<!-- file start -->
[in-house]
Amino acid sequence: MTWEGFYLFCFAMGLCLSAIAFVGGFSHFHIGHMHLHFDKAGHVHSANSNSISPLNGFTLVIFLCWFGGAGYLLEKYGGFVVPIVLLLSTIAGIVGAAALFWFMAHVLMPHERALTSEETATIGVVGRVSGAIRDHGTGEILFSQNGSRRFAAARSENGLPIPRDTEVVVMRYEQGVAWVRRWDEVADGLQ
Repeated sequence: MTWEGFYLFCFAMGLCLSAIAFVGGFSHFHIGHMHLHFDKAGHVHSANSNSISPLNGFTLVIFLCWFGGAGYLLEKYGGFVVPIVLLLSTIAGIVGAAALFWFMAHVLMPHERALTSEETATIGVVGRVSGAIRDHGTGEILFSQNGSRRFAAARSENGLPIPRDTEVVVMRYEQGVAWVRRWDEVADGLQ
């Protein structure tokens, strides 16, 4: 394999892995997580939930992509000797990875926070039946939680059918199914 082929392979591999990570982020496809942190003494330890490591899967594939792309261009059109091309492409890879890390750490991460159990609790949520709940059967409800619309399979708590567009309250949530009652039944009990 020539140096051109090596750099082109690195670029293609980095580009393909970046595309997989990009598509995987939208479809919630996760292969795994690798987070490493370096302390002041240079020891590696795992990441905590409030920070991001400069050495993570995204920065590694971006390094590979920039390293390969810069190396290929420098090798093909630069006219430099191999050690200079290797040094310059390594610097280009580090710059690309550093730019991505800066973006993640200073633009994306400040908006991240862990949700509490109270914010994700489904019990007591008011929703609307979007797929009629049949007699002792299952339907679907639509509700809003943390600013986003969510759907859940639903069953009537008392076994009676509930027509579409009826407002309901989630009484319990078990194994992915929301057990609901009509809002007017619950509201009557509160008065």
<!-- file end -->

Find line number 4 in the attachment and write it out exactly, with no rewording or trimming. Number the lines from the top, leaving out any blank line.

């Protein structure tokens, strides 16, 4: 394999892995997580939930992509000797990875926070039946939680059918199914 082929392979591999990570982020496809942190003494330890490591899967594939792309261009059109091309492409890879890390750490991460159990609790949520709940059967409800619309399979708590567009309250949530009652039944009990 020539140096051109090596750099082109690195670029293609980095580009393909970046595309997989990009598509995987939208479809919630996760292969795994690798987070490493370096302390002041240079020891590696795992990441905590409030920070991001400069050495993570995204920065590694971006390094590979920039390293390969810069190396290929420098090798093909630069006219430099191999050690200079290797040094310059390594610097280009580090710059690309550093730019991505800066973006993640200073633009994306400040908006991240862990949700509490109270914010994700489904019990007591008011929703609307979007797929009629049949007699002792299952339907679907639509509700809003943390600013986003969510759907859940639903069953009537008392076994009676509930027509579409009826407002309901989630009484319990078990194994992915929301057990609901009509809002007017619950509201009557509160008065």